System Dynamics

System Dynamics

Yutaka Takahashi (School of Commerce, Senshu University, Japan)
Copyright: © 2015 |Pages: 12
DOI: 10.4018/978-1-4666-5888-2.ch120
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Objects in social science consist of many elements, and the relationships between them are generally complicated. It is natural and reasonable to employ dynamic simulation modelling in order to solve social science problems. Nevertheless, social science models have been expressed in static ways or have been unrealistically simplified, mainly because of difficulties in handling dynamics equations. However, it is still important to make social science models as dynamic systems. The reason is that elements in societies are mutually connected in complicated way, and the nature of social systems is dynamic; besides, people fail to understand dynamics (Booth Sweeney & Sterman, 2000).

In this situation, J. Forrester developed interface and procedures to make dynamic models in social science fields. This is “system dynamics.”

The first appearance of SD in academic papers was in the Harvard Business Review in 1958 (Forrester, 1958). Since SD is a method of simulation, both theoretical enquiries and practical applications are shown in various journals. The journal of SD, “System Dynamics Review” started in 19851, and System Dynamics Society holds “International Conference of System Dynamics Society” every year2.

There are seminal books of SD fundamentals. Sterman (2000) contains almost all of knowledge to build and test SD models. This book shows many detailed SCM models. Because many people can easily imagine material flow, SCM models would be good examples not only for SCM researchers but also for all practitioners and learners to introduce ideas of a stock-flow structure and feedback loops. This book also has detailed explanations about validation procedures. Validation is also discussed in Qudrat-Ullah (2005) which leads to agent-based simulation models’ validation. Ford and Flynn (2005) present how to find key inputs.

Coyle (1996) describes important functions with mathematical background. This is useful to know precise numerical backgrounds.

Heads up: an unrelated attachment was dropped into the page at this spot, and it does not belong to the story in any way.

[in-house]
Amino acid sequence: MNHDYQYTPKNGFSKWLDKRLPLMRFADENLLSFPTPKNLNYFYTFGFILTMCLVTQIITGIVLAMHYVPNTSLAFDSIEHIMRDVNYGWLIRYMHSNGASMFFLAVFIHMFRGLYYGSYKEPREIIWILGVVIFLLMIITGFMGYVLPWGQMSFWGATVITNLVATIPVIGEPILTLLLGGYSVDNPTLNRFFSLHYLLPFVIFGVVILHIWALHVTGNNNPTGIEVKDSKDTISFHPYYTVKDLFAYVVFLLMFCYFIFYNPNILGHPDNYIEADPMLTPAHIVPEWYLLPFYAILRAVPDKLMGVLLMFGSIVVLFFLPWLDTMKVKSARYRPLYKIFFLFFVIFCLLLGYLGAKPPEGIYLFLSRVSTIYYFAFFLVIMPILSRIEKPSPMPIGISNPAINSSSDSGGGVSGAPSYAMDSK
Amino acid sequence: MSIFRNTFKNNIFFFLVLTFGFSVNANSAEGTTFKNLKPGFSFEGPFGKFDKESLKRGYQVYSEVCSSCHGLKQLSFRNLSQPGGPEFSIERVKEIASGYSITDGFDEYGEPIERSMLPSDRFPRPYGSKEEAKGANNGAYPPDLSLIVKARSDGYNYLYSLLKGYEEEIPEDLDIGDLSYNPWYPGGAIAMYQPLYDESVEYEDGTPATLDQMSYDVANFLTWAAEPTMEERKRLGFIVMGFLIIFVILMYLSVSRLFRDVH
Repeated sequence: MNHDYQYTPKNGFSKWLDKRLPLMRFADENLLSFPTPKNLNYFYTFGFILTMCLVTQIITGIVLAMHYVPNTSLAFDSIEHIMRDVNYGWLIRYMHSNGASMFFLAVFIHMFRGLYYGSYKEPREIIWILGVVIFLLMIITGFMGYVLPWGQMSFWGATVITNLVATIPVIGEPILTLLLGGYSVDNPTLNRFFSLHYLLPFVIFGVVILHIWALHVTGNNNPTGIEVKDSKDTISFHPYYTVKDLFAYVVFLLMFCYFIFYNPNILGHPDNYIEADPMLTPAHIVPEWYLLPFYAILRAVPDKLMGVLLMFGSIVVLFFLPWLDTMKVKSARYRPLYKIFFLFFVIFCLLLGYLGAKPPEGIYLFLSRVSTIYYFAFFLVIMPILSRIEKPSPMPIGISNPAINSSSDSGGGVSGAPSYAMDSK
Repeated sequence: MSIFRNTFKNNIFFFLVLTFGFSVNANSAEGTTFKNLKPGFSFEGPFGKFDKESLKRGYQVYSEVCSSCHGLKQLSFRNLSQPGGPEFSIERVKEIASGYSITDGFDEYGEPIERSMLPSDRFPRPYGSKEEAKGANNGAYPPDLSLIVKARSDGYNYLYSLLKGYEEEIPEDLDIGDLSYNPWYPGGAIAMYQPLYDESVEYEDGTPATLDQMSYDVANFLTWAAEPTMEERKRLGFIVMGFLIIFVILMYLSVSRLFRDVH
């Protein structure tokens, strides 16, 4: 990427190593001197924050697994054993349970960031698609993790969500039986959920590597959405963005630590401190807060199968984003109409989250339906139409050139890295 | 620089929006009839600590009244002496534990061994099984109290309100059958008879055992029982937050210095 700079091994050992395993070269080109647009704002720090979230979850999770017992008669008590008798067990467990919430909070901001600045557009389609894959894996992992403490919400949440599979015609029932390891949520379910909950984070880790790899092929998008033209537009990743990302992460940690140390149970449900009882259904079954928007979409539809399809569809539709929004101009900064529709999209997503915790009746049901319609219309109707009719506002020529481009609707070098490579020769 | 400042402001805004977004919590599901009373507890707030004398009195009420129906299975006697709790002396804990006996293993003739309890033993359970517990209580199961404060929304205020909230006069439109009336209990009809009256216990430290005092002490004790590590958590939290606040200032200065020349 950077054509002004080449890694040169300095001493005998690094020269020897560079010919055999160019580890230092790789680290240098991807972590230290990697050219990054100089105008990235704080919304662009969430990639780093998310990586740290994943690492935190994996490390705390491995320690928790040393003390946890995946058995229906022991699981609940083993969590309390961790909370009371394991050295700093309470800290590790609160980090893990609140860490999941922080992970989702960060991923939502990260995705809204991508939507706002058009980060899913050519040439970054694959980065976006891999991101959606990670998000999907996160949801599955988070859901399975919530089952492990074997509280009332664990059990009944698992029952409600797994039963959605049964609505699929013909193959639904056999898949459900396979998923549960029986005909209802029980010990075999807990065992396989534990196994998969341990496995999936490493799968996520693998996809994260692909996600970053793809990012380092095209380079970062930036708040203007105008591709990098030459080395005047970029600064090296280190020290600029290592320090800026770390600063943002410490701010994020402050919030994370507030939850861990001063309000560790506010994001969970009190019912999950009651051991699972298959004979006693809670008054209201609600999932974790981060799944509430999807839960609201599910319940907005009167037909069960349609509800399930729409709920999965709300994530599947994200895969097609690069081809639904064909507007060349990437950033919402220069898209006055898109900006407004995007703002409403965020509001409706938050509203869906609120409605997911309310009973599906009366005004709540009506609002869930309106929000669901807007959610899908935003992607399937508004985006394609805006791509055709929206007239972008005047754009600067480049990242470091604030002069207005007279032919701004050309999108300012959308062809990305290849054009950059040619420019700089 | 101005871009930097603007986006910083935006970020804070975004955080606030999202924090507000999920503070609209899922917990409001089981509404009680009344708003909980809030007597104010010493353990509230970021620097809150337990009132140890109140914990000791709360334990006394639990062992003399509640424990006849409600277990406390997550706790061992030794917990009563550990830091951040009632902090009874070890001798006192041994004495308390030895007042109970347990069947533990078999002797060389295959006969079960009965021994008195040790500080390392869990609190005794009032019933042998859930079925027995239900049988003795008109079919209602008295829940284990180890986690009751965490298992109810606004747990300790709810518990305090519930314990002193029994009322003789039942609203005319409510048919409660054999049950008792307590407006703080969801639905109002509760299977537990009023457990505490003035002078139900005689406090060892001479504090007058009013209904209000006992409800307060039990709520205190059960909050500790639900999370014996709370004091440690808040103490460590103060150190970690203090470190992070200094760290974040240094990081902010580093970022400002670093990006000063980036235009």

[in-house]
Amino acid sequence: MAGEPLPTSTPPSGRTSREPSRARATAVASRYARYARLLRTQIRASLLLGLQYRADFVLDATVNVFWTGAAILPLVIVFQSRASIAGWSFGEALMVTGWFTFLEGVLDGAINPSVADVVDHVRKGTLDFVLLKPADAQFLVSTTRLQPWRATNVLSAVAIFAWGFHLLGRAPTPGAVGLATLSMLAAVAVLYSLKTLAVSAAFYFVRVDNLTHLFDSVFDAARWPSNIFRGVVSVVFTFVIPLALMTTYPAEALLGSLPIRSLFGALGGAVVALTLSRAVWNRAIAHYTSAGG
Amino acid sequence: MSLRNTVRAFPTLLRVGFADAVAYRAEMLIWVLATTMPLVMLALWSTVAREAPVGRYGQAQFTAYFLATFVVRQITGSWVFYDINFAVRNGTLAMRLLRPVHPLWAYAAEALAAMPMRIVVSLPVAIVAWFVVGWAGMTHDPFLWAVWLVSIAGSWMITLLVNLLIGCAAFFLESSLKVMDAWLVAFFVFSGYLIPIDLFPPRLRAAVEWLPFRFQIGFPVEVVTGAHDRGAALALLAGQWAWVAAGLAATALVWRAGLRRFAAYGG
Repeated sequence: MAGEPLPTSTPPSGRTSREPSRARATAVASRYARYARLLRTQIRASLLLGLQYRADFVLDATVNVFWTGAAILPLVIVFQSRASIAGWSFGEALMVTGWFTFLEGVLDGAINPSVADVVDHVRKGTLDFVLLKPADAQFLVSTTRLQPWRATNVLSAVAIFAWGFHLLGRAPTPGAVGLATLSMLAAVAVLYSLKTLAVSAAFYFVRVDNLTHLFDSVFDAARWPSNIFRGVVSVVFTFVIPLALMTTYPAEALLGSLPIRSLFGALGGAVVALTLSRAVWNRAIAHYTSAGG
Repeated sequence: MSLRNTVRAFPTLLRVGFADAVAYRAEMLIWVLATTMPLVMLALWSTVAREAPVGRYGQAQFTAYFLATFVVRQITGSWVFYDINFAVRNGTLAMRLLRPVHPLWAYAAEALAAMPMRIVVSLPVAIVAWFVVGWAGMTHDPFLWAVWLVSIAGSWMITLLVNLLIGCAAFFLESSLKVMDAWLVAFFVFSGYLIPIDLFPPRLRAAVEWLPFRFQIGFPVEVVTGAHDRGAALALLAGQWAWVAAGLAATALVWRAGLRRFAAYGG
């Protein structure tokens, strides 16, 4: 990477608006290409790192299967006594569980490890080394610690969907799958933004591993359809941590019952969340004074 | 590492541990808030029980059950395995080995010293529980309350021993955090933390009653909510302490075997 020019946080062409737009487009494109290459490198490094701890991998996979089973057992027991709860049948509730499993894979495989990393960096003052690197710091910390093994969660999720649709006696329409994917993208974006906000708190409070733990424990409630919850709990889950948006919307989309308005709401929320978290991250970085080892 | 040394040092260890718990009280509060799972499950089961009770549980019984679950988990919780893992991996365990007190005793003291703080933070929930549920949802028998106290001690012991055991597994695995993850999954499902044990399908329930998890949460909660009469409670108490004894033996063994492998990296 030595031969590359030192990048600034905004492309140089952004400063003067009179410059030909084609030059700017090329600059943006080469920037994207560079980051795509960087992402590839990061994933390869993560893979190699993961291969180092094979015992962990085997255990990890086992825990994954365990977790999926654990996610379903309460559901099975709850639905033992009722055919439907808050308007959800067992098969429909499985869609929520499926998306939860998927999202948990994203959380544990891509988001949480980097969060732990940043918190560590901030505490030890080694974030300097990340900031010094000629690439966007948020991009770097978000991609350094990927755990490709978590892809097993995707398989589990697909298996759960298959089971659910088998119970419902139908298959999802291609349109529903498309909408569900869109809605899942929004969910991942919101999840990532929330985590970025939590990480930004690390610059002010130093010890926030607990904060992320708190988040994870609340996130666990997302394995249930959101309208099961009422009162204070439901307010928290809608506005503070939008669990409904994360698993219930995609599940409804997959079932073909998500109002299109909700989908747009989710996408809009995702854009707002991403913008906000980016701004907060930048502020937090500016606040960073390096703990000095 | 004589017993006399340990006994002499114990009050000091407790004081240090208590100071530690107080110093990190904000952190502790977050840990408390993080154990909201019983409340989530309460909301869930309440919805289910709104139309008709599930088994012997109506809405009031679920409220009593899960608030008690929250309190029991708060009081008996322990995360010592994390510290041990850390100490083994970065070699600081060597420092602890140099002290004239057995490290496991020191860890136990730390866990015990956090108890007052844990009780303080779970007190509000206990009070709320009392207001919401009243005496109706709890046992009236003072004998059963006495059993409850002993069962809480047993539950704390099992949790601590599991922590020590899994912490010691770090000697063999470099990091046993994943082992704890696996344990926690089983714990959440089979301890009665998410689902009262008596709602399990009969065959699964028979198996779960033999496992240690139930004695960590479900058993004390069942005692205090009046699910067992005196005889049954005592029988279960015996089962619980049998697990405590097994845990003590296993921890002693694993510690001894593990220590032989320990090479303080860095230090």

Ford (1999) has many model examples from environment study field. This also explains SD modelling process concisely. Maani and Cavana (2000) show many business and economics models using SD. Included models are relatively simple so that this would be a good start point to learn. The models’ parameters and equations are fully clarified; therefore, learners can follow the modelling processes. More complex but practical models are shown in Morecroft (2007) and Warren (2008). Implementations of SD elements described in these books are helpful for practitioners and researchers.

Key Terms in this Chapter

Causality: The relationship between cause and effect (result). In system dynamics, there are two types of causality: positive and negative. Positive causality means a result element changes to the same direction as its cause element changes to. Negative causality indicates a result element changes to the opposite direction to its cause element’s change. This is also called a causal relationship.

Calibration: The activity to fit parameters in a model to specific data. Sometimes it is used as a synonym of optimisation.

Balancing Loop: A feedback loop with an odd number of negative causal relationships. Elements in this kind of loop perform goal seeking or oscillation.

Reinforcing Loop: A feedback loop with an even number of causal relationships. Elements in this kind of loop perform exponential growth or decay.

Feedback Loop: Circulations which consist of causalities between elements in subject systems. Feedback loops are classified into reinforcing loops and balancing loops.

Causal Loop Analysis: The examination focusing on feedback loop structures. Using this, systems’ behaviour can be roughly predicted. This is also called qualitative analysis of system dynamics.

Optimisation: To set parameters in order that target variable reach the goal value set by modellers. This term is sometimes used as a synonym of calibration.

Systems Thinking: In a system dynamics context, a way of thinking based on system dynamics. It is also used to mean system dynamics analyses without quantitative definitions. It focuses on feedback loop structure in order to forecast the direction of performance and find pertinent elements for controlling systems. This is also called qualitative system dynamics.

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